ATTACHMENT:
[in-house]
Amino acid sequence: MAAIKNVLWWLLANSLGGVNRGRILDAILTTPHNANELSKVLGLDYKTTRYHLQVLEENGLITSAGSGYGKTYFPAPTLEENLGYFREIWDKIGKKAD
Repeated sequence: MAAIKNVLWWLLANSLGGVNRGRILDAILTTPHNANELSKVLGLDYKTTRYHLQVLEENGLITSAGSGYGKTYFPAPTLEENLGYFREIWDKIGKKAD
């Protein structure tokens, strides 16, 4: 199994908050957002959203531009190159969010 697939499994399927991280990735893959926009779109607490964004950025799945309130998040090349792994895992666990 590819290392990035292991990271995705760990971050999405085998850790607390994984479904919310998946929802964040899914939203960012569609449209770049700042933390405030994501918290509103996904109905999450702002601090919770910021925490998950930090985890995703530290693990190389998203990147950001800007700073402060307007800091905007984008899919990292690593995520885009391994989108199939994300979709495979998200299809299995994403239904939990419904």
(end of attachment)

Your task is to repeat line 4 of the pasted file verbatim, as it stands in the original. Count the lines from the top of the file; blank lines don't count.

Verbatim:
């Protein structure tokens, strides 16, 4: 199994908050957002959203531009190159969010 697939499994399927991280990735893959926009779109607490964004950025799945309130998040090349792994895992666990 590819290392990035292991990271995705760990971050999405085998850790607390994984479904919310998946929802964040899914939203960012569609449209770049700042933390405030994501918290509103996904109905999450702002601090919770910021925490998950930090985890995703530290693990190389998203990147950001800007700073402060307007800091905007984008899919990292690593995520885009391994989108199939994300979709495979998200299809299995994403239904939990419904």